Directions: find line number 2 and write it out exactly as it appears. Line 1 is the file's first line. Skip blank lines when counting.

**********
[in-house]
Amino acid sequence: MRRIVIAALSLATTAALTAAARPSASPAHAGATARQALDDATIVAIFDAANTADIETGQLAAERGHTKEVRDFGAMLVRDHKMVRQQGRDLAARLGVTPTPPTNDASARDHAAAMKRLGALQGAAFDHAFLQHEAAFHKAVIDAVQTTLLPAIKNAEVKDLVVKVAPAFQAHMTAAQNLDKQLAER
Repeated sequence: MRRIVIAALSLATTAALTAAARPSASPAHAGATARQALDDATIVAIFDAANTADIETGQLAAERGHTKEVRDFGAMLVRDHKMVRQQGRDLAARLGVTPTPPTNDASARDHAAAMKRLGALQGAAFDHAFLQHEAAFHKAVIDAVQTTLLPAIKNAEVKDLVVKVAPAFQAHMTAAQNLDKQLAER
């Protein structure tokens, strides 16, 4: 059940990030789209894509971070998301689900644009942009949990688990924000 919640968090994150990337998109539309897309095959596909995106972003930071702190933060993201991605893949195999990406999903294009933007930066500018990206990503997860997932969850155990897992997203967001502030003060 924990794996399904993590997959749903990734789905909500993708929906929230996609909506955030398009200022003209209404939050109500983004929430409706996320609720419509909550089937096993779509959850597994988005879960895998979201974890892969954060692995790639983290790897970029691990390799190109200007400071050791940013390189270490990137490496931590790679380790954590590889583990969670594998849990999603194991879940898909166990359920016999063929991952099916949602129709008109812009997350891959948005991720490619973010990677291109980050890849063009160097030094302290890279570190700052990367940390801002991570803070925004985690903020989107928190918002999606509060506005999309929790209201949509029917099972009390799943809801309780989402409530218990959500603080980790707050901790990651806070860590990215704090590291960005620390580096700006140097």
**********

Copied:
Amino acid sequence: MRRIVIAALSLATTAALTAAARPSASPAHAGATARQALDDATIVAIFDAANTADIETGQLAAERGHTKEVRDFGAMLVRDHKMVRQQGRDLAARLGVTPTPPTNDASARDHAAAMKRLGALQGAAFDHAFLQHEAAFHKAVIDAVQTTLLPAIKNAEVKDLVVKVAPAFQAHMTAAQNLDKQLAER